Hawaiian in Ohio: A Celebration of “Native Hawaiian/Pacific Islander and Asian American Heritage Month”

Ohio Center for the Book Logo left of Hawaiian islands

The Ohio Center for the Book is pleased to host acclaimed Native Hawaiian and Ohio-resident poet/musician/artist Joe Balaz for a performance of “Hawaiian in Ohio: A Celebration of ‘Native Hawaiian/Pacific Islander and Asian American Heritage Month’ on Saturday, May 6 at 3:30 p.m. in the Cleveland Public Library Auditorium in the Lower Level of the Louis Stokes Wing, 325 Superior Avenue East, in downtown Cleveland, Ohio.

The event will include a variety of Balaz’s retrospective and recent artwork, music, and poetry – including selections of his well-known work in Hawaiian Islands Pidgin (HIP), also formerly known as Hawaiʻi Creole English – followed by a conversation with Ohio Center for the Book Coordinator Don Boozer and an audience Q&A. Balaz is known for incorporating art, music, and even dance into his work for a unique performance.

Joe Balaz

About Joe Balaz and His Work

Joe Balaz was born and raised in Wahiawa on the island of O’ahu with ancestry that encompasses Hawaii, Slovakia, and Ireland. In addition to writing work in American English and Hawaiian Islands Pidgin (HIP), he also creates concrete poetry which includes often playful visual elements. Electric Laulau, his album of pidgin poetry recorded in 1998, is considered a foundational text in Kanaka Maoli (native Hawaiian) literature. “Spoken word and amplified poetry or music poetry are dynamic avenues that enhance the communal aspect of literature in general,” Balaz has said. “It’s like a chant that reaches out to you. With the oral traditions of Pacific Island cultures, one can feel a kind of continuum with these modern art forms that harken back to an older vibe.” In July 2020, Balaz was honored with the Elliot Cades Award for Literature as an Established Writer, the most prestigious literary award in Hawai’i.

His book, Pidgin Eye, published in 2019, is an anthology of 35 years of Balaz’s poetry written in Hawaiian Islands Pidgin although he also writes poetry in American English as well. Pidgin Eye received very positive reviews in publications as diverse as the Honolulu Star-Advertiser newspaper, NBC News, and the academic Journal of Commonwealth Literature:

“History of Pigeon”, the opening poem, unveils contemporary English as itself a long-time mixture of languages in its vocabulary and syntax. Challenging the very premise of monolingualism and colonial sovereignty, the poem suggests there is no such thing as a pure language unmixed with other languages, or free from violence and trauma.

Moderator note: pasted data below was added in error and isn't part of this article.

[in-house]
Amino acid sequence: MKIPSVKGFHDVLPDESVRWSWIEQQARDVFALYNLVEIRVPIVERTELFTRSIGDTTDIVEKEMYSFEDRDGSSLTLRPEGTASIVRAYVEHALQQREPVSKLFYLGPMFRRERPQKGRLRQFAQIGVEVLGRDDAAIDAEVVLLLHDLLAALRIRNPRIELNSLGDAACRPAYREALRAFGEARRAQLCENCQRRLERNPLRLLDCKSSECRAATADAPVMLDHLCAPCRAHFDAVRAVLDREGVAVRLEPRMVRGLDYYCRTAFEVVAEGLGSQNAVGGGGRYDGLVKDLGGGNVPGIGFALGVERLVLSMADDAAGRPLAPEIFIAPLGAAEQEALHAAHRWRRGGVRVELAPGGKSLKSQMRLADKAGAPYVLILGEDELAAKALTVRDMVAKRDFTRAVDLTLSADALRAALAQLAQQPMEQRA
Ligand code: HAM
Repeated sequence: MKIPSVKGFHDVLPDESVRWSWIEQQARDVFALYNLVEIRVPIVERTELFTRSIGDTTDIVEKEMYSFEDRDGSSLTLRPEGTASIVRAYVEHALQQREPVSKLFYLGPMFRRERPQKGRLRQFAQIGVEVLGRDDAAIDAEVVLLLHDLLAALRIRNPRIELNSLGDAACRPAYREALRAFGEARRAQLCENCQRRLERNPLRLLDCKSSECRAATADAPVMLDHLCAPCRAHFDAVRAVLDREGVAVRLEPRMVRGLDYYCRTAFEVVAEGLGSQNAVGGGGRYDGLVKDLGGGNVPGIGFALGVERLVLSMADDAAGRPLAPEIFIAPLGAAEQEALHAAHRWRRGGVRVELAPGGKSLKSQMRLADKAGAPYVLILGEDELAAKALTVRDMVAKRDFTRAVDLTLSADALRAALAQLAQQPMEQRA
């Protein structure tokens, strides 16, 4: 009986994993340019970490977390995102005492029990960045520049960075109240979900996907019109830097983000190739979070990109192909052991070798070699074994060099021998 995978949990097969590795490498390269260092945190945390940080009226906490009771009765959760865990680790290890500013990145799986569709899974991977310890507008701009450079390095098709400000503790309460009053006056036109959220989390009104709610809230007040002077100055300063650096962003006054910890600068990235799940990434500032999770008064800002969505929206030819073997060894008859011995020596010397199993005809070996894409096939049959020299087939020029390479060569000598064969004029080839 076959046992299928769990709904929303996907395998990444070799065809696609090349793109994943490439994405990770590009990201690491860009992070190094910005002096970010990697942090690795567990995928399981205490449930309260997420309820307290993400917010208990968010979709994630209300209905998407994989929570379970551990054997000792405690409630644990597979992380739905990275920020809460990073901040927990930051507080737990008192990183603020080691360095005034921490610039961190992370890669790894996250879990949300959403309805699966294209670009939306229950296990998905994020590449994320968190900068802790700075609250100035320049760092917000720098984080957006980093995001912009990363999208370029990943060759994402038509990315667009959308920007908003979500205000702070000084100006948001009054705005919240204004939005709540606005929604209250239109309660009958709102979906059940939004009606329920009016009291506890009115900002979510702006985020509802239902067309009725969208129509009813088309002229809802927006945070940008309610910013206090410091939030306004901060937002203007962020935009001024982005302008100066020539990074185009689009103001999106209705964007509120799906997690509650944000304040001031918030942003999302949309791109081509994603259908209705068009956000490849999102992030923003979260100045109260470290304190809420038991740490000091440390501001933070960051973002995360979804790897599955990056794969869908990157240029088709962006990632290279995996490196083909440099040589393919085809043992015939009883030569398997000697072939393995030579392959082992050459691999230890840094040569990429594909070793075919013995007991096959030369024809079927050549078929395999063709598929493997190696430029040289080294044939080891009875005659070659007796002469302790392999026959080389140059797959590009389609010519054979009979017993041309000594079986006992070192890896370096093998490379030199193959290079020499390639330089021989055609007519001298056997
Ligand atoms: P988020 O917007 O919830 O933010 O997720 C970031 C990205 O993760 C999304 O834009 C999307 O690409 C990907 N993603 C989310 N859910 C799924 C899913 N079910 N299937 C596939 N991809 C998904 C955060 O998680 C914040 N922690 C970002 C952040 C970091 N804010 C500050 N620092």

from Juniper Ellis’s “Da decolonizing real: Liberating humour in Joe Balaz’s Pidgin Eye” in The Journal of Commonwealth, October 26, 2020

Balaz’s work appeared in Whetū Moana: Contemporary Polynesian Poems in English (2003) and in journals such as Chaminade Literary Review and Hawaiʻi Review. His paper entitled “Hawaiian Islands Pidgin Visual and Textual Poetry” was published in the academic journal Pacific Arts (2022). Balaz also edited Ho‘oma¯noa: An Anthology of Contemporary Hawaiian Literature (1989) and was also the former editor of Ramrod — A Literary & Art Journal of Hawaiʻi (1980 to 1989). He is presently the editor 13 Miles from Cleveland, available online at 13milesfromcleveland.org, a literary, art, and music magazine.

Hawai'i Center for the Book Logo

Beginning in May 2023, attendees are also encouraged to visit exhibits of Balaz’s artwork and concrete poetry on display at Cleveland Public Library’s Main Library in the Digital Library on the 3rd floor and in the International Languages Department exhibit area on the 4th floor in downtown Cleveland.

The May 6 performance is co-sponsored by the Hawaiʻi Center for the Book along with the Mānoa Center for the Humanities and Civic Engagement at the University of Hawaiʻi at Mānoa.

For additional examples of Balaz’s work available online, check out the following links:

Acknowledgments: In some cases, Balaz will perform to music created by other musicians. Thanks to musicians Peter Chamberlain, Peter Bombar, Tim Bombar, John Grant, Janet Mix, Richard Hamasaki, and H. Doug Matsuoka for providing this music in various performance pieces. Also, thanks to Mary Ellen Derwis, for her filmmaking and video. Special thanks to Cleveland musicians Mark Tapanja, Tim Tapanja, Mike Tapanja, Al Rothacker, and Robert Mozik for allowing their instrumental music to be shared with the public in “Eastside / Westside” which is a music/poem collaboration written by Balaz in 2006 and performed in a music video that was filmed by Balaz and Cleveland-born Mary Ellen Derwis in a living room in Brecksville. The Cleveland musicians were known as Fourteenth Floor, remembered by many in Cleveland for their classic album Circus, Saints, and Sinners, recorded in Lakewood, Ohio, and released in Cleveland in 1992.